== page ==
“We called a harmonious coffee that goes well with milk ‘Sinfonia’ because it means symphony,” Nicole says. “A coffee that has a lot of African beans in the blend and is very new to the market was called ‘Novum’, which means ‘new’ or ‘novelty’ in German.”
What to consider when naming your coffees
Roasters must consider a few things, such as branding, before naming their coffee. They should factor in what the brand stands for, and how they want it to be viewed by consumers.
Specialty coffee names that do not speak for the brand, or are inconsistent in identity can confuse consumers, and may even drive them away.
“Consumers want to buy from someone they know,” Nicole says. “They don’t want to buy from someone who doesn’t even know themselves.”
She adds that if your brand name and design is constantly changing, or is not related to each other, it can be difficult to build a steady brand identity.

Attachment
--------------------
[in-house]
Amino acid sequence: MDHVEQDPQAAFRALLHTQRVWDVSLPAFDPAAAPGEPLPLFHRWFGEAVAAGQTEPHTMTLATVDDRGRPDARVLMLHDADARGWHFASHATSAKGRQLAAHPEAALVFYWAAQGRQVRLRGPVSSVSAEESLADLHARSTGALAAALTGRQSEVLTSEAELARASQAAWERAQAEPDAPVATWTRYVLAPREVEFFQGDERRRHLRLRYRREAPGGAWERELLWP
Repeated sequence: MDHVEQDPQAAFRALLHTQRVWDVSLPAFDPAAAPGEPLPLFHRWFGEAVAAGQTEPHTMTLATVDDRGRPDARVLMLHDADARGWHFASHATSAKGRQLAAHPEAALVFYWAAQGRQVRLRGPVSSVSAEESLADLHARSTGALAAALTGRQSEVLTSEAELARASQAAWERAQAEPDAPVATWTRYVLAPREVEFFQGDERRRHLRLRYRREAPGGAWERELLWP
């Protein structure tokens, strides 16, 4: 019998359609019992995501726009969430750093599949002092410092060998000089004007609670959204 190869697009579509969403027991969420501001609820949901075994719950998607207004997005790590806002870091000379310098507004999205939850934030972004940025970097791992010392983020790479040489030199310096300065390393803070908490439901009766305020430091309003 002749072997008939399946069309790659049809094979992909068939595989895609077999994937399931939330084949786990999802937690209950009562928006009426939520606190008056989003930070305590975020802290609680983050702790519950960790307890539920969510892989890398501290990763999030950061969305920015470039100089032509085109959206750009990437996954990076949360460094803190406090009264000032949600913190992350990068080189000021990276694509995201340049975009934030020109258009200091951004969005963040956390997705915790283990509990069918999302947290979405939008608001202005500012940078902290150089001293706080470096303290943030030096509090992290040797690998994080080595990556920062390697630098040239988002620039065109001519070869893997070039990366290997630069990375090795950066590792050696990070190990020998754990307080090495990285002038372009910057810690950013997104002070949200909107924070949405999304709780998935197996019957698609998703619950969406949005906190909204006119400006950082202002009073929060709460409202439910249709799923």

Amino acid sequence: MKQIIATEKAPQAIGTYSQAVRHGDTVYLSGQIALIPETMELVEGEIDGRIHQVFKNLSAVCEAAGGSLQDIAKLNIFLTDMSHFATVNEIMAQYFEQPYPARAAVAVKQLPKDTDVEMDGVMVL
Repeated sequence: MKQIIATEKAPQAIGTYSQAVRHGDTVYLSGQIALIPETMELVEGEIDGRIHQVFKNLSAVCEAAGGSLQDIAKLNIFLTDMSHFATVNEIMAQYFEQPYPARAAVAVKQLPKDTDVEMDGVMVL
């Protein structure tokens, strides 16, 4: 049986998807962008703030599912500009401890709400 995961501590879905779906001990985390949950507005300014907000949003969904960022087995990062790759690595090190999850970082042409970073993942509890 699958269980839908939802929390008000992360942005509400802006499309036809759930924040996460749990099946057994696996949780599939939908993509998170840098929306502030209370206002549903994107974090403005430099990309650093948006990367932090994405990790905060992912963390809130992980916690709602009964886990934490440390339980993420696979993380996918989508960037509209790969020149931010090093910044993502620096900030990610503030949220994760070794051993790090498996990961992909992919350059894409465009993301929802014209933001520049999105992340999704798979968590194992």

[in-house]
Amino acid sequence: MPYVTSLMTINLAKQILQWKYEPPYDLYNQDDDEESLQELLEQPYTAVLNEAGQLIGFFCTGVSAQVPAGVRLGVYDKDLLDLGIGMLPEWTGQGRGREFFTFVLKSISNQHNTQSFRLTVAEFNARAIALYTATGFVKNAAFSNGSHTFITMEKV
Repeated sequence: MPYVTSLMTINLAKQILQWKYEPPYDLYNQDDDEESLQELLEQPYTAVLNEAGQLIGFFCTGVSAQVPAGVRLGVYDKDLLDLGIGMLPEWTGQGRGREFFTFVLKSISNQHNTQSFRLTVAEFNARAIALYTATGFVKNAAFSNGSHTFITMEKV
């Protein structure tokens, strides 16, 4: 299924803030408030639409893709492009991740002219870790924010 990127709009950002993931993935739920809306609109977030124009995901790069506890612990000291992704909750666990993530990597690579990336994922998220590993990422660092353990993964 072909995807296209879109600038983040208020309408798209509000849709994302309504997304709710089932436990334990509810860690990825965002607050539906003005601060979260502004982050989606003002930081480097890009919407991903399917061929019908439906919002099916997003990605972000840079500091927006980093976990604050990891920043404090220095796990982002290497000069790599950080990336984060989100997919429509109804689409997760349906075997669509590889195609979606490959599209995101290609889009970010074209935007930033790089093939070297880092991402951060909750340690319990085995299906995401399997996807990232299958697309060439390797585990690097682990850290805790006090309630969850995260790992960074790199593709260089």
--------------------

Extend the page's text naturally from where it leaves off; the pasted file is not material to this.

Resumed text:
In short, coffee names – especially those sold year-round – should follow a consistent theme. Having a timeless name is equally important, as it allows the coffee to stay relevant for longer.
That being said, Nicole recommends roasters release seasonal coffees as it allows them to express their creativity through names. In addition to creating novelty and excitement, this is an effective way to educate consumers about coffee seasonality and harvest cycles.
Coupled with branding, target audience is an important factor in naming specialty coffee. In particular, the name should align with the reason consumers buy into the brand.